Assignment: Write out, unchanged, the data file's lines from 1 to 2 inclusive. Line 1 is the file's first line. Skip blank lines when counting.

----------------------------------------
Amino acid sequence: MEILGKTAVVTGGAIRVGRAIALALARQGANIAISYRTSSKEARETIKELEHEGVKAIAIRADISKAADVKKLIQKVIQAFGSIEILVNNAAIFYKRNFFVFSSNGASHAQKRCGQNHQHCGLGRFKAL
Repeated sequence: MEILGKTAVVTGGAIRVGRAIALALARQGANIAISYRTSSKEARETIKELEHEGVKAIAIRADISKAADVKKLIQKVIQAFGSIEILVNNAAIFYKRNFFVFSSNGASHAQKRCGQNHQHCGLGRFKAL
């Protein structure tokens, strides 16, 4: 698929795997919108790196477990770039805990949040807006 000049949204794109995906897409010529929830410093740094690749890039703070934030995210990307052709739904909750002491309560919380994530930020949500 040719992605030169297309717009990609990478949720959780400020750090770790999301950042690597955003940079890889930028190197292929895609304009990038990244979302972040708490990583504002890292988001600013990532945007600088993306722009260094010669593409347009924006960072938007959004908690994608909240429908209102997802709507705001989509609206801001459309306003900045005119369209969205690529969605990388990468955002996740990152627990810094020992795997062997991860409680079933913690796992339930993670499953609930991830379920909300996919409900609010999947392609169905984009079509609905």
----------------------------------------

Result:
Amino acid sequence: MEILGKTAVVTGGAIRVGRAIALALARQGANIAISYRTSSKEARETIKELEHEGVKAIAIRADISKAADVKKLIQKVIQAFGSIEILVNNAAIFYKRNFFVFSSNGASHAQKRCGQNHQHCGLGRFKAL
Repeated sequence: MEILGKTAVVTGGAIRVGRAIALALARQGANIAISYRTSSKEARETIKELEHEGVKAIAIRADISKAADVKKLIQKVIQAFGSIEILVNNAAIFYKRNFFVFSSNGASHAQKRCGQNHQHCGLGRFKAL